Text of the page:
Echoes of Columbia: Sunday's issue of the Orlando Sentinel added details to the STS-114 crew's plans to carry mementos from the STS-107 families. As reported by Michael McLeod, Sandy Anderson, wife of mission specialist Michael Anderson, "is sending a pin with the Columbia mission logo on it." Lani McCool, wife of pilot Willie McCool, will send her silver "Hope" ring, a gift from her husband along with his "scorched name tag, the only one to be recovered from the [wreckage]." Doug Brown, brother of Dave Brown, "is flying pennants of the high school, college and medical school" Dave attended.

May 24, 2005 / 12:00 a.m. CT (0500 GMT)
The Space Show: Tuesday at 9:00 p.m. CDT (7:00 p.m. PDT), The Space Show welcomes back Robert Pearlman, VP of Countdown Enterprises and collectSPACE editor, to discuss topics related to space history and space memorabilia collecting. Listeners to Seattle's KKNW and on Live365.com can call, e-mail, or instant message questions to host Dr. David Livingston.

May 24, 2005 / 2:35 p.m. CT (1935 GMT)
Final frontier: NASA's Voyager 1 probe is entering a vast, turbulent expanse, where the sun's influence ends and the solar wind crashes into the thin gas between stars, a NASA press conference announced today. At approximately 8.7 billion miles from the Sun, Voyager 1 has crossed the termination shock into the heliosheath.

May 25, 2005 / 2:11 p.m. CT (1911 GMT)
Spacewalk Speedmaster: To mark the 40th anniversary of the United States' first spacewalk by Ed White on Gemini IV and the space flight qualification of their watch, Omega will offer a "First Space Walk 40th Anniversary" special edition Speedmaster Professional in June. Featuring a blue dial and silver 30 minute, 12-hour, and seconds counters, the Gemini IV chronograph has a subtle red engraving 1965-2005 below the rhodium-plated 12 o'clock hour marker. One of the watch's most striking features however, will remain hidden: the mission's patch is color etched on the piece's sapphire crystal case back.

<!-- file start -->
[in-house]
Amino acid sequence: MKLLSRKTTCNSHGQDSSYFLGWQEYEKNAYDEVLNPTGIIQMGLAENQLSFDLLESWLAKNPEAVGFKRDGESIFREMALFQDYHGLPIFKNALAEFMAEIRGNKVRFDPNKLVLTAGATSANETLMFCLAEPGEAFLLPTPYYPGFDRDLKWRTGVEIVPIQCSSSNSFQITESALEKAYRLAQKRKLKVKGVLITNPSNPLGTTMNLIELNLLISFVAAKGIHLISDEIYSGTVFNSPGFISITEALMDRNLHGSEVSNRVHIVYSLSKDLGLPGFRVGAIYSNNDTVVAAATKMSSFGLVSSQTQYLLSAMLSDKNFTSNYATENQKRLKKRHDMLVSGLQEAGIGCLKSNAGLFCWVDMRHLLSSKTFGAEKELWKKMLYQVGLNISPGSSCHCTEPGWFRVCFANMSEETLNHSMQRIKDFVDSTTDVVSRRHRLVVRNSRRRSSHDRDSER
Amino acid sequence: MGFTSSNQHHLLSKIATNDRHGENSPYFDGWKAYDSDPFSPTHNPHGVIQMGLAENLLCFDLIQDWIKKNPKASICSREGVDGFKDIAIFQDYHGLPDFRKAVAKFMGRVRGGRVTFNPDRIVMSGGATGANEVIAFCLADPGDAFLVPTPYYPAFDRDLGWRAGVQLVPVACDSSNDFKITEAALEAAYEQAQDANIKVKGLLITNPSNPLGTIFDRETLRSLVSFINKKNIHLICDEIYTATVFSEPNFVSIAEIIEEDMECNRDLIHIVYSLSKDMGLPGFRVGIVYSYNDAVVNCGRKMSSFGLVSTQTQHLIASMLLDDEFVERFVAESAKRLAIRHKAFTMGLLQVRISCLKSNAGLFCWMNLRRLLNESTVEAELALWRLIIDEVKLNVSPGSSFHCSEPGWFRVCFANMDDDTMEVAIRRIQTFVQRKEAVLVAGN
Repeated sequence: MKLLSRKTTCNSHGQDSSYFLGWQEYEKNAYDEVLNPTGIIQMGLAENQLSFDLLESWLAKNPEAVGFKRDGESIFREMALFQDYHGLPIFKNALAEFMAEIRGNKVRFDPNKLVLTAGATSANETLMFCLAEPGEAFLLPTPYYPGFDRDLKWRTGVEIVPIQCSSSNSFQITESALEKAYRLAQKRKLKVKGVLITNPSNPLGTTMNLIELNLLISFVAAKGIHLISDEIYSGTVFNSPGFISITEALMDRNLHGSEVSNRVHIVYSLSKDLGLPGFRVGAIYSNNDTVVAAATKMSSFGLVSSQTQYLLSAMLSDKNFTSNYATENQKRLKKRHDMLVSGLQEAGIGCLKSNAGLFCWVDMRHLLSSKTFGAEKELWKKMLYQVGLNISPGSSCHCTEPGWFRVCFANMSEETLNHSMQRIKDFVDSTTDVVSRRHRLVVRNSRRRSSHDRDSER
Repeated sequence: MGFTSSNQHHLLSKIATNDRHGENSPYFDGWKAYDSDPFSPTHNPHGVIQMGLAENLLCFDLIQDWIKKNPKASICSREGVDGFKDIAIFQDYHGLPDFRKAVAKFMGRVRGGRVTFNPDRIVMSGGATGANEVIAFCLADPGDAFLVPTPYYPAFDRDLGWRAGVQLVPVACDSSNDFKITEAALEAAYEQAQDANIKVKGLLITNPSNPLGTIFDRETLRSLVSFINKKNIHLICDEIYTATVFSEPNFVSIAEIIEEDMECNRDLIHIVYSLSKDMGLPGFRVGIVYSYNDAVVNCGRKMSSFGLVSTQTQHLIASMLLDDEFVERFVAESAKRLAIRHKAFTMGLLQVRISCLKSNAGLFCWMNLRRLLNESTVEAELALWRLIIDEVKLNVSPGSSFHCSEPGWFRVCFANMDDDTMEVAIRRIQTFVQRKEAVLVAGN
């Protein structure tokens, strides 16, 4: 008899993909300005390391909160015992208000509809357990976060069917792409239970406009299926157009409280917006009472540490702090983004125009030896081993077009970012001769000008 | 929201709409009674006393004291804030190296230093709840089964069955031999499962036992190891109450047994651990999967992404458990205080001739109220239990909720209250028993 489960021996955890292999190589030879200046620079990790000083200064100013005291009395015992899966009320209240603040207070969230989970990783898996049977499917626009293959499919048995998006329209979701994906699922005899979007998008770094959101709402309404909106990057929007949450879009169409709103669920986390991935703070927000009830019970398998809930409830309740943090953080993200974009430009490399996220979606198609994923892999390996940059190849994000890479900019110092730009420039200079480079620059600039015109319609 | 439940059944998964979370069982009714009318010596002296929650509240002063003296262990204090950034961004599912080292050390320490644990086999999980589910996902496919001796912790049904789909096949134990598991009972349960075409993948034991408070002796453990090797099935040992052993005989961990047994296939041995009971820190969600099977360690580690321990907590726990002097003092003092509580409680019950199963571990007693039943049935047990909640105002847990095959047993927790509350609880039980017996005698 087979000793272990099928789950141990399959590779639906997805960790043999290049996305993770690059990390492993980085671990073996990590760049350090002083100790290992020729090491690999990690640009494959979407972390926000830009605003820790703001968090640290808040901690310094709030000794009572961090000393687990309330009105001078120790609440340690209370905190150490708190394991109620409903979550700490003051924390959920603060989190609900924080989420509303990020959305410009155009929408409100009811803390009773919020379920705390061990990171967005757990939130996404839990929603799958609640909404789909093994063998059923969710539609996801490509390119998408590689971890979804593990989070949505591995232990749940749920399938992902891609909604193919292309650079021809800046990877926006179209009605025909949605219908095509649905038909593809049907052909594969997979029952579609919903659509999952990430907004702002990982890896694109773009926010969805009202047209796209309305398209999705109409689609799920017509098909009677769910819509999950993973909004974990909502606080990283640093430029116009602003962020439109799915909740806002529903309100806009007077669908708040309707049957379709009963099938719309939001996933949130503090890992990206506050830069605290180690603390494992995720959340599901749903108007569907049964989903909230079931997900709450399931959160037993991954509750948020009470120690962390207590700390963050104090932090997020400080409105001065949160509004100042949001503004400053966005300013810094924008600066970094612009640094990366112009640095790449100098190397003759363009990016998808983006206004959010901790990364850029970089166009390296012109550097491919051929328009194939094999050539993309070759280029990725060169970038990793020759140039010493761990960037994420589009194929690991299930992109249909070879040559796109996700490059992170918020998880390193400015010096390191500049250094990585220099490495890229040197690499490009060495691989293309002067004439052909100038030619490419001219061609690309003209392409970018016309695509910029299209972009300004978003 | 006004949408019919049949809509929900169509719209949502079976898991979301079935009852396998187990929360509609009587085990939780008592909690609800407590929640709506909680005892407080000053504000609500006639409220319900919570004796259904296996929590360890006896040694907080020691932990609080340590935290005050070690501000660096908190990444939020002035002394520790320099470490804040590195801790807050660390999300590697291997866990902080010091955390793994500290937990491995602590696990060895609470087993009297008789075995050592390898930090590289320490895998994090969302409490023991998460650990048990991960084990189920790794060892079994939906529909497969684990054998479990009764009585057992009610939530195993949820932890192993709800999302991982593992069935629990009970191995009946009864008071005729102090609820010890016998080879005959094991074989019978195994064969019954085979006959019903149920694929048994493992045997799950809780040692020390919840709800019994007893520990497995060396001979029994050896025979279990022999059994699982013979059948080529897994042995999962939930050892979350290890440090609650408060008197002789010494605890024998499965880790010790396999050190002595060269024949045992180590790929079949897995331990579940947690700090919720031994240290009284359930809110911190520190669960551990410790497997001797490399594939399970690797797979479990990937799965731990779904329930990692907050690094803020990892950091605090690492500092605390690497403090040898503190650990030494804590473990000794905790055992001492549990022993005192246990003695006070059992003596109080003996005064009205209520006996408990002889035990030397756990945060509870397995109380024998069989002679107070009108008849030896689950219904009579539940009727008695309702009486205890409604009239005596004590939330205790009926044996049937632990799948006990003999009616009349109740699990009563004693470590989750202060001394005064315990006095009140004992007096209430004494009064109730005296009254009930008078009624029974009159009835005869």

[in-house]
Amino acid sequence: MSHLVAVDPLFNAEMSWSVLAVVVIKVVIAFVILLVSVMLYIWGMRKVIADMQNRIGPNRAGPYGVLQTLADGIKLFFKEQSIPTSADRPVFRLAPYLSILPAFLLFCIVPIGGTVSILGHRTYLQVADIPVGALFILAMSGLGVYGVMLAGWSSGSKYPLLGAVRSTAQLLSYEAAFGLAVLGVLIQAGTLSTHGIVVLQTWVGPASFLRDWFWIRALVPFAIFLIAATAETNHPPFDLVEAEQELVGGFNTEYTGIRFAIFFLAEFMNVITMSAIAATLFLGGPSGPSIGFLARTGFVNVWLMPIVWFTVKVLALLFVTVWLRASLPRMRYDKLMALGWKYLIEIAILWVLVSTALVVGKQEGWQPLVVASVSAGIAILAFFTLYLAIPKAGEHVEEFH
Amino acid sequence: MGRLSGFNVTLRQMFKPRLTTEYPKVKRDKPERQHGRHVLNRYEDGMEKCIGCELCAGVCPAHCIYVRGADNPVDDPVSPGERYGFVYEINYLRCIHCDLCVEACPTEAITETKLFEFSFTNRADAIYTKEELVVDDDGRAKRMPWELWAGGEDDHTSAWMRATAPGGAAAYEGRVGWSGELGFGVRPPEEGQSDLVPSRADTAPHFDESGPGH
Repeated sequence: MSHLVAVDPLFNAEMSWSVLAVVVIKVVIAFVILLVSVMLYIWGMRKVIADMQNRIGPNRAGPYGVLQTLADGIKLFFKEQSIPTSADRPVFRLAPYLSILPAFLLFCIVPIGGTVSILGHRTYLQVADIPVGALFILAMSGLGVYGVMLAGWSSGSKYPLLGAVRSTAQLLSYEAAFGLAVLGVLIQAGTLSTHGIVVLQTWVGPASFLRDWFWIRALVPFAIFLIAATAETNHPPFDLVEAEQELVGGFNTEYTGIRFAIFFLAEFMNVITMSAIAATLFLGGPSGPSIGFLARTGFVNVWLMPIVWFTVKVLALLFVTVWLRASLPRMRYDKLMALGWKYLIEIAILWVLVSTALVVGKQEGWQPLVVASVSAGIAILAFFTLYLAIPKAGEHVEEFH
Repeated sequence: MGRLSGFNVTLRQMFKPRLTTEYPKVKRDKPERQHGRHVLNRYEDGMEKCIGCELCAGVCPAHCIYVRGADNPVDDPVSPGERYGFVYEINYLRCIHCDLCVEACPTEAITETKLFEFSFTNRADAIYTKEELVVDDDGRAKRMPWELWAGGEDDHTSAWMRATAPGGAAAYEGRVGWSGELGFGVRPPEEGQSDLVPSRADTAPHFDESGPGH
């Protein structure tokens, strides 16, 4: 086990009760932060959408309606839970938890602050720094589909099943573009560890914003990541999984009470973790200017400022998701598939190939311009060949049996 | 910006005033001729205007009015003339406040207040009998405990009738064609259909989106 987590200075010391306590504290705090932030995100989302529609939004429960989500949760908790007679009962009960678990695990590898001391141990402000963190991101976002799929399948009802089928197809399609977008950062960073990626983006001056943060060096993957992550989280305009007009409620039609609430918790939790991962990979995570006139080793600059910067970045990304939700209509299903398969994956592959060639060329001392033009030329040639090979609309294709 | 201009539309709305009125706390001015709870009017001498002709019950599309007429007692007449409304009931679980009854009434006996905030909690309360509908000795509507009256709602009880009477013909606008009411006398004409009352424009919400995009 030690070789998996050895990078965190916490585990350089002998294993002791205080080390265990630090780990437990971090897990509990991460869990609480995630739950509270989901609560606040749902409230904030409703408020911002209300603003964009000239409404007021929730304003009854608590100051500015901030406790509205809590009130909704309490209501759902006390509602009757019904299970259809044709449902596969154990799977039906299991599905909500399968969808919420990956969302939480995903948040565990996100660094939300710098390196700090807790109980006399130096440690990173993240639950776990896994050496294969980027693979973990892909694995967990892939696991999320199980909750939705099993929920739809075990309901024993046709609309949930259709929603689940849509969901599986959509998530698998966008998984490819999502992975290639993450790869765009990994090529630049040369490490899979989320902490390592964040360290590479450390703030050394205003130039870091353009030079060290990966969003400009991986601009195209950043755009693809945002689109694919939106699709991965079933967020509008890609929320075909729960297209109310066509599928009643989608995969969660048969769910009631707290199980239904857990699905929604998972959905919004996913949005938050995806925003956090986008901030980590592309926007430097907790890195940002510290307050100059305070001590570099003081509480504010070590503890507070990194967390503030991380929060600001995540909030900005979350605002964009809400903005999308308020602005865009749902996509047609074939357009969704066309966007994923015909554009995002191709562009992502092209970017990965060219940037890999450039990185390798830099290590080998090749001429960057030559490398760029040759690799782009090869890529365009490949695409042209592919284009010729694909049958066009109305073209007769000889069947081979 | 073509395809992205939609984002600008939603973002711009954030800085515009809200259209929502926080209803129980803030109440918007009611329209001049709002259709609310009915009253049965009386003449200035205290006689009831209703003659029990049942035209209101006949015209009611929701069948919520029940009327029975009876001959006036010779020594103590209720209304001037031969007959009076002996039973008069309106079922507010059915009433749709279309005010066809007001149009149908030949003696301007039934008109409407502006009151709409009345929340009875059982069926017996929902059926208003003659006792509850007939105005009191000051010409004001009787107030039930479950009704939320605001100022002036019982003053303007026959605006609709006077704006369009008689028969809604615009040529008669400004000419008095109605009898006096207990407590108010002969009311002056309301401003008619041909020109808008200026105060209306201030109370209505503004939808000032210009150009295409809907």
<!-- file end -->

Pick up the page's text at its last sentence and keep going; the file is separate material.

May 26, 2005 / 6:45 p.m. CT (2345 GMT)
Rollout in reverse: The Space Shuttle Discovery is back in the Vehicle Assembly Building (VAB) at NASA's Kennedy Space Center, Florida. Carried by an Apollo-era Crawler Transporter, Discovery entered the VAB at 3:30 p.m. CDT after a 10-hour, 4.2 mile trip from Pad 39B (briefly interrupted by an over heated bearing on the transporter). Today's rollback was the 15th in Space Shuttle Program history. Inside the VAB, technicians will de-mate Discovery from its external tank and solid rocket boosters on May 31. Discovery will then be attached to a new, modified stack designed to minimize potential ice and frost buildup that could shed and damage the orbiter during launch. Discovery will roll back out to Pad 39B in mid-June for a return to flight launch targeted for July 13.